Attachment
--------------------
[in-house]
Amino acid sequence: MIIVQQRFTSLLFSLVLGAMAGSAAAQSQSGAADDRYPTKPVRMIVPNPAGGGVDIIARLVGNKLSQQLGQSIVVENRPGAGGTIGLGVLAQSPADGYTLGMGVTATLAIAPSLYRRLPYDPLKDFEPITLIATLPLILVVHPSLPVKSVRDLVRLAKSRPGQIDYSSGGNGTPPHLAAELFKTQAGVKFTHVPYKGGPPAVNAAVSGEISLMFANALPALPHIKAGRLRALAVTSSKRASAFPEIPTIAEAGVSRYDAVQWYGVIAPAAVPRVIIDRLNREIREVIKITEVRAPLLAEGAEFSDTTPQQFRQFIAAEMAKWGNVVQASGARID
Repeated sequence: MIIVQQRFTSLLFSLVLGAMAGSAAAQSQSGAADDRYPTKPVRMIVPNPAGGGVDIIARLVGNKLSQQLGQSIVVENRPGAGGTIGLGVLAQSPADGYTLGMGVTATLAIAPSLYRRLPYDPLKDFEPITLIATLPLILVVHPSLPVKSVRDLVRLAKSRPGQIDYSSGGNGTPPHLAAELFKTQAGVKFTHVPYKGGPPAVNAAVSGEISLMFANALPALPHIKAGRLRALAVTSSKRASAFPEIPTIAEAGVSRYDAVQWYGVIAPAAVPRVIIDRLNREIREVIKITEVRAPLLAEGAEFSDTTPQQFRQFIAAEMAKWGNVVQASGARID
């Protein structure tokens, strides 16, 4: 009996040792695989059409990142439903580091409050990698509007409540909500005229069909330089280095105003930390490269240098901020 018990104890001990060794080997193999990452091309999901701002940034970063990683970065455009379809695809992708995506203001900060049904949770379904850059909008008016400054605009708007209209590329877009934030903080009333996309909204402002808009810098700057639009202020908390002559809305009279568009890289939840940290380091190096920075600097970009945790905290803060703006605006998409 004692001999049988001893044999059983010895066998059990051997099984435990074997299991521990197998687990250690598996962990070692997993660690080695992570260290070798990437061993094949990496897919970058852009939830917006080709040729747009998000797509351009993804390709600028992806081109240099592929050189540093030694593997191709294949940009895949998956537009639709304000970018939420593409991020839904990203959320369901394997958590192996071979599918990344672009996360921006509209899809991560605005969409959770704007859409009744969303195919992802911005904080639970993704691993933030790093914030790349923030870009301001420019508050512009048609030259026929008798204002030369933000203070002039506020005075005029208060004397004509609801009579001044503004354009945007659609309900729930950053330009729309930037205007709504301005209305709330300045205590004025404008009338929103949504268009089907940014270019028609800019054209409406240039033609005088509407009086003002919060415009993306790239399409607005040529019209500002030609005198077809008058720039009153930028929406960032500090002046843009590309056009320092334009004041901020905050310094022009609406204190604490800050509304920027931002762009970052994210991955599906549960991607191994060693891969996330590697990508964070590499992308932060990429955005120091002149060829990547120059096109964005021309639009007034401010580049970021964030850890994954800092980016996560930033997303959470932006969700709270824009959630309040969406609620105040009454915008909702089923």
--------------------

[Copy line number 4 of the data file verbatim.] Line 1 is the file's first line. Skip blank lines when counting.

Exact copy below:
């Protein structure tokens, strides 16, 4: 009996040792695989059409990142439903580091409050990698509007409540909500005229069909330089280095105003930390490269240098901020 018990104890001990060794080997193999990452091309999901701002940034970063990683970065455009379809695809992708995506203001900060049904949770379904850059909008008016400054605009708007209209590329877009934030903080009333996309909204402002808009810098700057639009202020908390002559809305009279568009890289939840940290380091190096920075600097970009945790905290803060703006605006998409 004692001999049988001893044999059983010895066998059990051997099984435990074997299991521990197998687990250690598996962990070692997993660690080695992570260290070798990437061993094949990496897919970058852009939830917006080709040729747009998000797509351009993804390709600028992806081109240099592929050189540093030694593997191709294949940009895949998956537009639709304000970018939420593409991020839904990203959320369901394997958590192996071979599918990344672009996360921006509209899809991560605005969409959770704007859409009744969303195919992802911005904080639970993704691993933030790093914030790349923030870009301001420019508050512009048609030259026929008798204002030369933000203070002039506020005075005029208060004397004509609801009579001044503004354009945007659609309900729930950053330009729309930037205007709504301005209305709330300045205590004025404008009338929103949504268009089907940014270019028609800019054209409406240039033609005088509407009086003002919060415009993306790239399409607005040529019209500002030609005198077809008058720039009153930028929406960032500090002046843009590309056009320092334009004041901020905050310094022009609406204190604490800050509304920027931002762009970052994210991955599906549960991607191994060693891969996330590697990508964070590499992308932060990429955005120091002149060829990547120059096109964005021309639009007034401010580049970021964030850890994954800092980016996560930033997303959470932006969700709270824009959630309040969406609620105040009454915008909702089923």